Thirty-year-old Joshua Fulton certainly isn’t running for Wilmington city council to impress his parents. “I’m not even sure they know I’m running,” he replied when asked if his pursuit of the seat was something he had been encouraged to do. This oddity can reasonably explain his frenetic schedule.
A third-year graduate student from UNCW, Fulton writes, assists in teaching and spends a significant portion of his free time talking to people in town-hall-style meetings. At one of those very gatherings, held on April 26th in the Northeast Public Library in Wilmington, Fulton comfortably spoke at length to a small group while demonstrating—through use of visual aides, nonetheless—what he believes to be gross monetary mismanagements committed by the current city council. He outlined three “key issues” central to his campaign: transparency in government, high taxes and unfair zoning ordinances.
In essence, Fulton wants the local government to be held accountable for every action it takes. He aims to save each Wilmington citizen $500 a year in taxes while simultaneously balancing the budget. He also seeks to revise the tedious zoning codes that “inhibit a free-market economy.”
Yes, most of these issues are standard fare for fiscal conservatives like Fulton, but his arguments against overspending could not come at a more opportune time. For months now, media coverage has put the national budget crisis in the spotlight. Balancing budgets, controlling spending and creating accountability are topics that fall from many lips—Fulton included. Currently, he admits to running a campaign with only $300 in his bank account.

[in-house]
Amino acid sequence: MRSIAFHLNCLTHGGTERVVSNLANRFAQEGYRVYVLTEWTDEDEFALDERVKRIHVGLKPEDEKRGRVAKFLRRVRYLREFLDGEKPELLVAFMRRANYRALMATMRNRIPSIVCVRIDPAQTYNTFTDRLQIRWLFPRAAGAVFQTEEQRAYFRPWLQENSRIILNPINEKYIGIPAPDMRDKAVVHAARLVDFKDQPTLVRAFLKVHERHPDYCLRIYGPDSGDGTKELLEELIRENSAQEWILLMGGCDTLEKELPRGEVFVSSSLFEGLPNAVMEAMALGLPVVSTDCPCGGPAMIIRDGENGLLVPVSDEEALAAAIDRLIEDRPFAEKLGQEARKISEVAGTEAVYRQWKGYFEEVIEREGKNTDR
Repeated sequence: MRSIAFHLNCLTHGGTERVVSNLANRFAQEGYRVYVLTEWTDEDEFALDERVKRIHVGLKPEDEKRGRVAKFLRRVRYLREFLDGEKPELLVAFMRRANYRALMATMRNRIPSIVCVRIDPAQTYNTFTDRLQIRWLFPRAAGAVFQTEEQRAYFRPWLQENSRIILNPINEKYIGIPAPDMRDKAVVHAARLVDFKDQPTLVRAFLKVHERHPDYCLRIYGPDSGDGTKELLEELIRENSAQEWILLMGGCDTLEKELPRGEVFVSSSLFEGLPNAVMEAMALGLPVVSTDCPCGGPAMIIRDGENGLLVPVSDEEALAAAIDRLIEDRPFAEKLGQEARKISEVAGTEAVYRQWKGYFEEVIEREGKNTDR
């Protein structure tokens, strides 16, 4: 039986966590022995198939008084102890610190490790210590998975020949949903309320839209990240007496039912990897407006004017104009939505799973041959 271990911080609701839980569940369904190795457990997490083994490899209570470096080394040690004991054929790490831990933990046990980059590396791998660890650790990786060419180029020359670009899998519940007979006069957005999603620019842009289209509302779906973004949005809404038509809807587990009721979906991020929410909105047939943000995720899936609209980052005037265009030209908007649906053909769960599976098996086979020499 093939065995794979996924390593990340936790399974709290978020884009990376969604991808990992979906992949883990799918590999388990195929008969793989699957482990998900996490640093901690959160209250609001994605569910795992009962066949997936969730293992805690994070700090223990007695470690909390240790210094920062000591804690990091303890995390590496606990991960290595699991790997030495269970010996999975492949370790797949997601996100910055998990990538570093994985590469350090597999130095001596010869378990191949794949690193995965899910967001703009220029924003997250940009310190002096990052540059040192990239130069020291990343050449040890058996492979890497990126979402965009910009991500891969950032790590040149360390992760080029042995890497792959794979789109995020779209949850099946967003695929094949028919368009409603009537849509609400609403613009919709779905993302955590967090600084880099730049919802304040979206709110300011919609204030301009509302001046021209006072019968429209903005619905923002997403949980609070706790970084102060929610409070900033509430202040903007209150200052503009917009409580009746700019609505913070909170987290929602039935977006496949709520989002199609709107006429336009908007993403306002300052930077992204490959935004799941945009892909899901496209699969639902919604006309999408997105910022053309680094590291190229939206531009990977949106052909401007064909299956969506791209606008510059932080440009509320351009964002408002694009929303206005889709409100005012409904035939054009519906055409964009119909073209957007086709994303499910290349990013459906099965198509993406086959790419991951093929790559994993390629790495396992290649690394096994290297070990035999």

Fulton’s website (www.fultonforcitycouncil.com) positions the candidate on 15 key issues, with copious links to supporting documents, and a succinct demonstration of the positions of the three incumbent council members poised for re-election. Included is the oft-debated issue of the red-light enforcement cameras. Fulton is against them, citing research that they can lead to more rear-end collisions. He is also opposed to forced-annexation, the Skyway Bridge proposal, the government’s development of the Inland Golf Course and the Cape Fear Public Utility Authority.
However, Fulton’s views are not entirely negative in nature. “I’d like to see more police officers on the streets,” he added, after showing Wilmington’s controversial standing as the 97th most crime-ridden city in the United States (published by CQ press; November, 2010).
When Fulton describes his positions regarding Wilmington’s current financial condition, it is with the passion and panic of a Libertarian. Yet, he’s running for city council as a Republican.
“This is embarrassing and maybe too candid,” he said, “but Ron Paul is the one political figure that I would cry for if he passed away. I would go to his funeral.”
In a follow-up interview, Fulton was rather forthright about his life before Wilmington. His early career as a stand-up and improvisational comedian seems unexpected, but that revelation explained the casual ease with which he presents himself to audiences.
During the town-hall meeting, one aged attendee announced, “If you don’t do what you say you’ll do, you know you’re out of there.”
Mr. Fulton didn’t respond defensively. “I know.”